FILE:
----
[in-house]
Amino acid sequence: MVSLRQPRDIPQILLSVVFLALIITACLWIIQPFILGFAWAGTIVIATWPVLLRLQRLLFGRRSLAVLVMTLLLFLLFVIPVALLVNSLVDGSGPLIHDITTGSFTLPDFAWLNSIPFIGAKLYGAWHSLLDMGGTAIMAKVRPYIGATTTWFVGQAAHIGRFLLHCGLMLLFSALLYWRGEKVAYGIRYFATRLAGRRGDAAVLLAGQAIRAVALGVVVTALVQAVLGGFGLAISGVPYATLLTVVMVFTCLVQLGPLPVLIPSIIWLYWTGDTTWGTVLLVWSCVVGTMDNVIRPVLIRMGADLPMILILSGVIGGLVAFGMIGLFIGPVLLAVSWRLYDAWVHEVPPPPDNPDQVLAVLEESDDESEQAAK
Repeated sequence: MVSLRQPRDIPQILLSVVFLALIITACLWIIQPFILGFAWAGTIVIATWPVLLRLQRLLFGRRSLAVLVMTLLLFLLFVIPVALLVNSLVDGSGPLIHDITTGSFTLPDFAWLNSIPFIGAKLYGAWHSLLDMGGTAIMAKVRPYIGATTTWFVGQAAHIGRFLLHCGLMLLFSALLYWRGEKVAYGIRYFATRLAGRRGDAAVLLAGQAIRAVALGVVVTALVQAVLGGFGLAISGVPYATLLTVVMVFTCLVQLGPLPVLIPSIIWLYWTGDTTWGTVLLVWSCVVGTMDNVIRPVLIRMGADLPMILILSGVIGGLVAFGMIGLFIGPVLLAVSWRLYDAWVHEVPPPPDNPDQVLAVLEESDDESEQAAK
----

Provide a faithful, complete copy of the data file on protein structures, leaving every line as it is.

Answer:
[in-house]
Amino acid sequence: MVSLRQPRDIPQILLSVVFLALIITACLWIIQPFILGFAWAGTIVIATWPVLLRLQRLLFGRRSLAVLVMTLLLFLLFVIPVALLVNSLVDGSGPLIHDITTGSFTLPDFAWLNSIPFIGAKLYGAWHSLLDMGGTAIMAKVRPYIGATTTWFVGQAAHIGRFLLHCGLMLLFSALLYWRGEKVAYGIRYFATRLAGRRGDAAVLLAGQAIRAVALGVVVTALVQAVLGGFGLAISGVPYATLLTVVMVFTCLVQLGPLPVLIPSIIWLYWTGDTTWGTVLLVWSCVVGTMDNVIRPVLIRMGADLPMILILSGVIGGLVAFGMIGLFIGPVLLAVSWRLYDAWVHEVPPPPDNPDQVLAVLEESDDESEQAAK
Repeated sequence: MVSLRQPRDIPQILLSVVFLALIITACLWIIQPFILGFAWAGTIVIATWPVLLRLQRLLFGRRSLAVLVMTLLLFLLFVIPVALLVNSLVDGSGPLIHDITTGSFTLPDFAWLNSIPFIGAKLYGAWHSLLDMGGTAIMAKVRPYIGATTTWFVGQAAHIGRFLLHCGLMLLFSALLYWRGEKVAYGIRYFATRLAGRRGDAAVLLAGQAIRAVALGVVVTALVQAVLGGFGLAISGVPYATLLTVVMVFTCLVQLGPLPVLIPSIIWLYWTGDTTWGTVLLVWSCVVGTMDNVIRPVLIRMGADLPMILILSGVIGGLVAFGMIGLFIGPVLLAVSWRLYDAWVHEVPPPPDNPDQVLAVLEESDDESEQAAK